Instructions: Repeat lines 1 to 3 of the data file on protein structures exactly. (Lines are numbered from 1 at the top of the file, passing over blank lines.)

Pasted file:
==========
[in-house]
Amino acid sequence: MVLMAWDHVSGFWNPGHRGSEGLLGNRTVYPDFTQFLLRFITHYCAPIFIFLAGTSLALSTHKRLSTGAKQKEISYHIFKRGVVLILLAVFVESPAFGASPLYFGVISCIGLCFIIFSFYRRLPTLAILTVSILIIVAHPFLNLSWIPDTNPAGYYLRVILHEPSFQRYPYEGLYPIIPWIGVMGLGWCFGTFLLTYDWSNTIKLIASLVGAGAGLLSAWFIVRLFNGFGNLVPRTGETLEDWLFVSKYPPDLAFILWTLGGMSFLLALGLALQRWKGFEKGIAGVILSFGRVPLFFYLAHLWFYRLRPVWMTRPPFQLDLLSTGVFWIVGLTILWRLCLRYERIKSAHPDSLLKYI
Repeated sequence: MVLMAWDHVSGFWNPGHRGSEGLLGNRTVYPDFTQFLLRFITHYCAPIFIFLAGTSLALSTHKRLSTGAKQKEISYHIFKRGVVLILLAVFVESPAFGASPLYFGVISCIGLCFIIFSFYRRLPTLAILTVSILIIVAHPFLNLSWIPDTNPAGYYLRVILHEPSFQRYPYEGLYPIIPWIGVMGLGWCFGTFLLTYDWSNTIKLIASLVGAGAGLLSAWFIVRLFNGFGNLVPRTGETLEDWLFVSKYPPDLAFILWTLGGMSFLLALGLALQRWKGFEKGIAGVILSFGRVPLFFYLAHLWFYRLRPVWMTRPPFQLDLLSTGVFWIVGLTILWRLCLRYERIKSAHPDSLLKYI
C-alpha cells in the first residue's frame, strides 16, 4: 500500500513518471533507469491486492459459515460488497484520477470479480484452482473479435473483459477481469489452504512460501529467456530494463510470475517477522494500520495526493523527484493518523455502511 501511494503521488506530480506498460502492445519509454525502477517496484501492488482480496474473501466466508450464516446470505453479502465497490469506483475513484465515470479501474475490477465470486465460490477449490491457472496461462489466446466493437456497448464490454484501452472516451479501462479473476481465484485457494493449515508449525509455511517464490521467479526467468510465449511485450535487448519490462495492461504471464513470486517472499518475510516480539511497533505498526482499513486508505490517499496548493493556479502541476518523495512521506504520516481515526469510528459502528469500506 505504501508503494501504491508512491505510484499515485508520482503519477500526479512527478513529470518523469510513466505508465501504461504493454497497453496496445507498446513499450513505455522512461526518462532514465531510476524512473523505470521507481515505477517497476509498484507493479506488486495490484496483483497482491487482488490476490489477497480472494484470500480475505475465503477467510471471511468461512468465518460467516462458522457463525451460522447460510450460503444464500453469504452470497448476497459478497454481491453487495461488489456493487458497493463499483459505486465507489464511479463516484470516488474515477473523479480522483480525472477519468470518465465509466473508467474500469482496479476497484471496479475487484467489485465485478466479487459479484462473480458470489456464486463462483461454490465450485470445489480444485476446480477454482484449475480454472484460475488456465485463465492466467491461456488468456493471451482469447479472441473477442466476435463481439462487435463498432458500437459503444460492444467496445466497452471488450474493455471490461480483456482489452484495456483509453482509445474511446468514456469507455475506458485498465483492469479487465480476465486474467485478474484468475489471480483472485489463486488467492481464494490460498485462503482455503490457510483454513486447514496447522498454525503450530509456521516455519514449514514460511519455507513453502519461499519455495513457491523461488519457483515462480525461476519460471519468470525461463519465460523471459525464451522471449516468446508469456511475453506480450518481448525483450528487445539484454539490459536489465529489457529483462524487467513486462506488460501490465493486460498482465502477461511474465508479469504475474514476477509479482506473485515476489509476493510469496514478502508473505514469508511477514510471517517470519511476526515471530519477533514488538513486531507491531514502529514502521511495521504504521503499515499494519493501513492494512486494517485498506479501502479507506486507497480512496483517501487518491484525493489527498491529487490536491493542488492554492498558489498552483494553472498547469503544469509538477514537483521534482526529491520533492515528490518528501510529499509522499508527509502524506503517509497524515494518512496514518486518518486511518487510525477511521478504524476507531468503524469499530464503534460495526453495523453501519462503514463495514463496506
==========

[in-house]
Amino acid sequence: MVLMAWDHVSGFWNPGHRGSEGLLGNRTVYPDFTQFLLRFITHYCAPIFIFLAGTSLALSTHKRLSTGAKQKEISYHIFKRGVVLILLAVFVESPAFGASPLYFGVISCIGLCFIIFSFYRRLPTLAILTVSILIIVAHPFLNLSWIPDTNPAGYYLRVILHEPSFQRYPYEGLYPIIPWIGVMGLGWCFGTFLLTYDWSNTIKLIASLVGAGAGLLSAWFIVRLFNGFGNLVPRTGETLEDWLFVSKYPPDLAFILWTLGGMSFLLALGLALQRWKGFEKGIAGVILSFGRVPLFFYLAHLWFYRLRPVWMTRPPFQLDLLSTGVFWIVGLTILWRLCLRYERIKSAHPDSLLKYI
Repeated sequence: MVLMAWDHVSGFWNPGHRGSEGLLGNRTVYPDFTQFLLRFITHYCAPIFIFLAGTSLALSTHKRLSTGAKQKEISYHIFKRGVVLILLAVFVESPAFGASPLYFGVISCIGLCFIIFSFYRRLPTLAILTVSILIIVAHPFLNLSWIPDTNPAGYYLRVILHEPSFQRYPYEGLYPIIPWIGVMGLGWCFGTFLLTYDWSNTIKLIASLVGAGAGLLSAWFIVRLFNGFGNLVPRTGETLEDWLFVSKYPPDLAFILWTLGGMSFLLALGLALQRWKGFEKGIAGVILSFGRVPLFFYLAHLWFYRLRPVWMTRPPFQLDLLSTGVFWIVGLTILWRLCLRYERIKSAHPDSLLKYI